The idea formed quite early on in my TCV Natural Talent Traineeship based at the Royal Botanic Garden Edinburgh to develop a specific tool kit to help people engage with the concept of ‘biodiversity leading to environmental & human well-being‘. The ‘tool kit’ uses lichens as indicators of air quality to help us explore the links between people, place, lichens, air pollution and active travel.
It is long been documented that the humble lichen is highly sensitive to various air pollutants. During my traineeship I have been exploring how air pollution, in Edinburgh and surrounding areas within the eastern central belt of Scotland, affects lichen populations and lichen species growing on the trees within our urban areas. The aim was to discover what the lichens we do or don’t find can tell us about our local air quality.
The result of this scientific enquiry, robust data analysis and lots of public engagement research has been the:
Lichens – Making the Invisible Visible – An Air Pollution Survey. (To download a copy of the survey please click link above) Note: You can do this survey at anytime because lichens can be found throughout the year. To find out more about lichens & air pollution click here.
Lichens – Making the Invisible Visible – An Air Pollution Survey
The survey is an introductory level survey, aimed at individuals, community groups, families, and anyone interested in exploring their local air quality – which may then lead into doing the OPAL Air Survey.
The survey links directly to where people are, to their local areas, local pollution sources and their local air quality.
Using experiential learning (learning through exploring, experiencing, creating, discovering, relating to and interacting with the world around us), the survey gets us to really explore the air we breathe, our local areas (through physical and sensory mapping), local sources of air pollution, and doing a very simple lichen ‘hunt’. It then helps us to explore how we can help improve our local air quality & also work towards reducing CO₂ emissions by taking part in Active Travel (walking, cycling, public transport – supported by Sustrans).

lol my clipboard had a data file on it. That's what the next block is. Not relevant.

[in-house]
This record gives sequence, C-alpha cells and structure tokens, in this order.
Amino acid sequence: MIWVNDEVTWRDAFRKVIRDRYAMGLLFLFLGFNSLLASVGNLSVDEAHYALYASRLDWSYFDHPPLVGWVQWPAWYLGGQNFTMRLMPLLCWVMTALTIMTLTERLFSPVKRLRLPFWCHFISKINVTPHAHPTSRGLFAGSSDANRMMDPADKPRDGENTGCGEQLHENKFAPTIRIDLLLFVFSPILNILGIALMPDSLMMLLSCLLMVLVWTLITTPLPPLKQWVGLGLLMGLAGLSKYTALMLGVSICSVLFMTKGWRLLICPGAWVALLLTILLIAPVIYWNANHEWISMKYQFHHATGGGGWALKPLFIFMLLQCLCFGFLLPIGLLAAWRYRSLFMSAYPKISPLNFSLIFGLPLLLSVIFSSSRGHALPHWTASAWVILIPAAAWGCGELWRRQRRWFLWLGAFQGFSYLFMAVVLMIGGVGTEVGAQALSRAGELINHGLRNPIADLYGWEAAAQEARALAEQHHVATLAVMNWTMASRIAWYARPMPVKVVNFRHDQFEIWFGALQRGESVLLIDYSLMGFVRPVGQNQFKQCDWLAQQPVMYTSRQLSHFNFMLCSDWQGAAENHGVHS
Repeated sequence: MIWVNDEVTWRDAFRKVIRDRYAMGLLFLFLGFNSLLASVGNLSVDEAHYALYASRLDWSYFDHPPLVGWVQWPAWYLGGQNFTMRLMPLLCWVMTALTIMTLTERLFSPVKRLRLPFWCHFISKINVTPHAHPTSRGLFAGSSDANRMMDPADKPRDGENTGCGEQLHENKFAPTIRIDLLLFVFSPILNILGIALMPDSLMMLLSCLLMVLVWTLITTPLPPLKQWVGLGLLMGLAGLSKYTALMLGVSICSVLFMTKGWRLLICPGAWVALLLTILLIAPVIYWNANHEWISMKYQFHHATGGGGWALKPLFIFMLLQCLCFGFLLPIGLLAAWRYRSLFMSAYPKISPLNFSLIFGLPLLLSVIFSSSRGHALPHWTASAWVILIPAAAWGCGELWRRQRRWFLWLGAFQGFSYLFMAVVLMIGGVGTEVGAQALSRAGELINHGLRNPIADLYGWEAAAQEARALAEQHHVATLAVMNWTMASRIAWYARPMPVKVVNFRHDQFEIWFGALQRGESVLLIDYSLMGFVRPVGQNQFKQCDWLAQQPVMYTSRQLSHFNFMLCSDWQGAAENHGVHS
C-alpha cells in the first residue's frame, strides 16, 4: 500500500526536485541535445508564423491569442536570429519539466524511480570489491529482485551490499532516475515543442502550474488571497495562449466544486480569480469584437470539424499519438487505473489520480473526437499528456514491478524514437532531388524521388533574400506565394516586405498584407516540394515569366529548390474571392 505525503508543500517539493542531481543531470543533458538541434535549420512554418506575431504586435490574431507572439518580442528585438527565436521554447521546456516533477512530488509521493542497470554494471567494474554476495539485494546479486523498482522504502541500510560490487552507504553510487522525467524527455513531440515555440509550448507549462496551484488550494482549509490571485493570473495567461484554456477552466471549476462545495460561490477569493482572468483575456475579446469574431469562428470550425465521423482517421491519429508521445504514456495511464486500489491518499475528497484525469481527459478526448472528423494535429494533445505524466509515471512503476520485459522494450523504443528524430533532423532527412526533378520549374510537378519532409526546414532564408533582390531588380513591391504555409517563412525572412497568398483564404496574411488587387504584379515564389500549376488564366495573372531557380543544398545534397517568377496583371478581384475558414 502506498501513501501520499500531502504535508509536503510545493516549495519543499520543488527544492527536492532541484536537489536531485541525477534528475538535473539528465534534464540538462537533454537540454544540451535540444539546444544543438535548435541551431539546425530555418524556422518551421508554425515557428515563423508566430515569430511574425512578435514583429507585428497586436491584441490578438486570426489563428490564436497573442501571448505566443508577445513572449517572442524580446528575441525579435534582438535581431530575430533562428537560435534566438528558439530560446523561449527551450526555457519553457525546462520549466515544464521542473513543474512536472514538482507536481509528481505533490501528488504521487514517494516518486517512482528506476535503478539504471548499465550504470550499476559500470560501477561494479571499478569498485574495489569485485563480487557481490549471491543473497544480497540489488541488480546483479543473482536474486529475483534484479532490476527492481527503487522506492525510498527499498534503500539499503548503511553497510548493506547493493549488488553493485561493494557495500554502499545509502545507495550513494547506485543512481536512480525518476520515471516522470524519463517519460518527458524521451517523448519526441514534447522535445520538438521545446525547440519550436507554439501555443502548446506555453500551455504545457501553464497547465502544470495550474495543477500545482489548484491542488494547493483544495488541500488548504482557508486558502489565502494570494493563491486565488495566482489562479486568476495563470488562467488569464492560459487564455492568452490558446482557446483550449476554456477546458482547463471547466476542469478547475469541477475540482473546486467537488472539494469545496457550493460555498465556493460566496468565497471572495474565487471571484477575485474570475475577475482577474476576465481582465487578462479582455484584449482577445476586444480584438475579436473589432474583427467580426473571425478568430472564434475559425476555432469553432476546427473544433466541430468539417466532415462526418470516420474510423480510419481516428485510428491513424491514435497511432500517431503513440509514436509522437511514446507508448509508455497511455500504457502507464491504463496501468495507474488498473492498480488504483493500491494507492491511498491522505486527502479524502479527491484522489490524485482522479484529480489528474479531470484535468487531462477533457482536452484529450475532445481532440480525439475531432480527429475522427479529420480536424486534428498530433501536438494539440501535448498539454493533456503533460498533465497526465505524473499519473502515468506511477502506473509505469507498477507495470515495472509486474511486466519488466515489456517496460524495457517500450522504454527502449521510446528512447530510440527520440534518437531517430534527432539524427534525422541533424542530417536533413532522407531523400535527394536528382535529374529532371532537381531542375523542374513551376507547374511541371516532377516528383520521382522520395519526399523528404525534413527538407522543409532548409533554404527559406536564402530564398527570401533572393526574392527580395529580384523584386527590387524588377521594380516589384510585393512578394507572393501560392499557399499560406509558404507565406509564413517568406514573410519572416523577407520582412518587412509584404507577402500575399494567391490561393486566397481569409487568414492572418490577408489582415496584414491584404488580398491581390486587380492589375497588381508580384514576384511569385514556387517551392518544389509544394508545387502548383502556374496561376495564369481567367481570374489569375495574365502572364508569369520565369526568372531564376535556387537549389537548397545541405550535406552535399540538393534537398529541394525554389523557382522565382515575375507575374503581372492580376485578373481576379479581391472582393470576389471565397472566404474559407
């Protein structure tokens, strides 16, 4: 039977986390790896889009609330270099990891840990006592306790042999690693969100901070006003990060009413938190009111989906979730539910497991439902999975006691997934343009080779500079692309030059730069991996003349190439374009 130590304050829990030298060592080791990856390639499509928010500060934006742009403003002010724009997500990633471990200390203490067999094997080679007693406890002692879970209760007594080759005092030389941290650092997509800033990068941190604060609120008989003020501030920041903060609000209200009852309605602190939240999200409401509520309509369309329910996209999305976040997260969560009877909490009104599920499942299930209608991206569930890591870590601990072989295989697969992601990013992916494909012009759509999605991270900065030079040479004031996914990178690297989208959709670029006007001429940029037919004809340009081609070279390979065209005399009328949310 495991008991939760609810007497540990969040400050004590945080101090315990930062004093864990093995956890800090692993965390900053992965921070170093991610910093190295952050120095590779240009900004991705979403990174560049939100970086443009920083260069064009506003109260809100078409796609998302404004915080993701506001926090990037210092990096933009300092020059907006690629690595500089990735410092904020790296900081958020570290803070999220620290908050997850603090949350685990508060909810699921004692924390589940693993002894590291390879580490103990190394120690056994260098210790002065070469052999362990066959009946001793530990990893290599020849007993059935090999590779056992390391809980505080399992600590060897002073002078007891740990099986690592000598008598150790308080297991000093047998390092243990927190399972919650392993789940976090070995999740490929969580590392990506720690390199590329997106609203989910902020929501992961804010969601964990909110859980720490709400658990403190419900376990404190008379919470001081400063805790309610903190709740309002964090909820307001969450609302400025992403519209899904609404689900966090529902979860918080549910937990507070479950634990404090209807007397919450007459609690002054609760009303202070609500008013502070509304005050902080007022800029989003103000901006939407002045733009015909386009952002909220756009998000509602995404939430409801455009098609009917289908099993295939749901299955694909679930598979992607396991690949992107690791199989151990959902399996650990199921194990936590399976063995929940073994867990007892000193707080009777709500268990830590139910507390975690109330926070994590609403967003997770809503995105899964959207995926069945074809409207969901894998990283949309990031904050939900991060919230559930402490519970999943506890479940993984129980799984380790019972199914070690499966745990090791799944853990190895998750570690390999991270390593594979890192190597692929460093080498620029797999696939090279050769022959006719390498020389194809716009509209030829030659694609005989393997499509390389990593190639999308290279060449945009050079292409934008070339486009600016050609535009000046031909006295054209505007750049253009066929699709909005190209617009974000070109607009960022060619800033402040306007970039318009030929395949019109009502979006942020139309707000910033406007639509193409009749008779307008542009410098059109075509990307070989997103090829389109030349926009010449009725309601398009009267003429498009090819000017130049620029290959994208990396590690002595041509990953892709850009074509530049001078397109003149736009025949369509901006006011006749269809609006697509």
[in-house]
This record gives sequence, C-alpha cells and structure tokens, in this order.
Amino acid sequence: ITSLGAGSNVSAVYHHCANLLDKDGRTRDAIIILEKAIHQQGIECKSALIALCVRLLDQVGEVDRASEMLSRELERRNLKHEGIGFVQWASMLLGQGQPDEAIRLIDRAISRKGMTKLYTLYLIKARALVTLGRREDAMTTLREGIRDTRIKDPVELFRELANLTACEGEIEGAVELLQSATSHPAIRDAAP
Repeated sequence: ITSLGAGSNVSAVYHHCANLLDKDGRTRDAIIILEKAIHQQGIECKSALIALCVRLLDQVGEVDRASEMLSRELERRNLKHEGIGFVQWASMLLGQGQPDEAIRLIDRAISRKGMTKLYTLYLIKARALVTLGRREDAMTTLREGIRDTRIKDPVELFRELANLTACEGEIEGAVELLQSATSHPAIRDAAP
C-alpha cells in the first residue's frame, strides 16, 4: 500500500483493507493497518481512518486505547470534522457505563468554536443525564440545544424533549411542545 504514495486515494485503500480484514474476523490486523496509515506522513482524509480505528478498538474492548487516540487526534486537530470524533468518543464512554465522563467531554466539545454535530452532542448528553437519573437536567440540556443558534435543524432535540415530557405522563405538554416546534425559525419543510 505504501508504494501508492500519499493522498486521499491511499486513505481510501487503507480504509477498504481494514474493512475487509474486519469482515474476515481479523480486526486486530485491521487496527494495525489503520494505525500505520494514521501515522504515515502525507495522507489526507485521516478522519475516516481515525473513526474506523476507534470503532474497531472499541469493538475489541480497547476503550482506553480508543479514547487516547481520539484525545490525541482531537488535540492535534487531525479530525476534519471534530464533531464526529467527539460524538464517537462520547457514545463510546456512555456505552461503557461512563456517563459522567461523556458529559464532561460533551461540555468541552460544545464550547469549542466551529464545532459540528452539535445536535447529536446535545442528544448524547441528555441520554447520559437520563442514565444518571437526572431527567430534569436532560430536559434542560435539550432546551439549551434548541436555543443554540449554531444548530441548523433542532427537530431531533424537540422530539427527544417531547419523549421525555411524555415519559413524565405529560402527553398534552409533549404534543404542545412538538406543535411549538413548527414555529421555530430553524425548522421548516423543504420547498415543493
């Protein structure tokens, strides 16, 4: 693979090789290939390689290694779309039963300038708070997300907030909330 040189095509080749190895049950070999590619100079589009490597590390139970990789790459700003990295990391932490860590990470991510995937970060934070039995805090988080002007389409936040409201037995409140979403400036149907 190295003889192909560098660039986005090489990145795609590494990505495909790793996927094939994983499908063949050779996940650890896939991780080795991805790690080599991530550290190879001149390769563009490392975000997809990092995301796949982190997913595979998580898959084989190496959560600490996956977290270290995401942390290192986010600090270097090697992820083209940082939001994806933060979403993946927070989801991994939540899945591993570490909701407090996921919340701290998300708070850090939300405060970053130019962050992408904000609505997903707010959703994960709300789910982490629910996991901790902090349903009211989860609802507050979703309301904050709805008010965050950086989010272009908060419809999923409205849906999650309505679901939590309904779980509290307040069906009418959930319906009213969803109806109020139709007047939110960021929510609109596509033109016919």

This is a citizen science survey which focusses on process – exploration, discovery, sharing and critical thinking, which aims to enable increased awareness of our local areas and the impacts of our actions, leading to positive behaviour change. In this survey the ‘results’ of the lichen hunt are not uploaded onto a national data set but are immediately fed back to the individual/groups conducting the survey.
Teachers & Facilitators
- The survey can be completed in single short session or several lessons/sessions could be developed around the themes explored.
- Activities within survey can cover Experiences & Outcomes of literacy, numeracy and health & wellbeing—engaging the subjects of Science, Expressive Arts, Social Studies and Health & Wellbeing.
- This survey could also be used as part of a John Muir Award.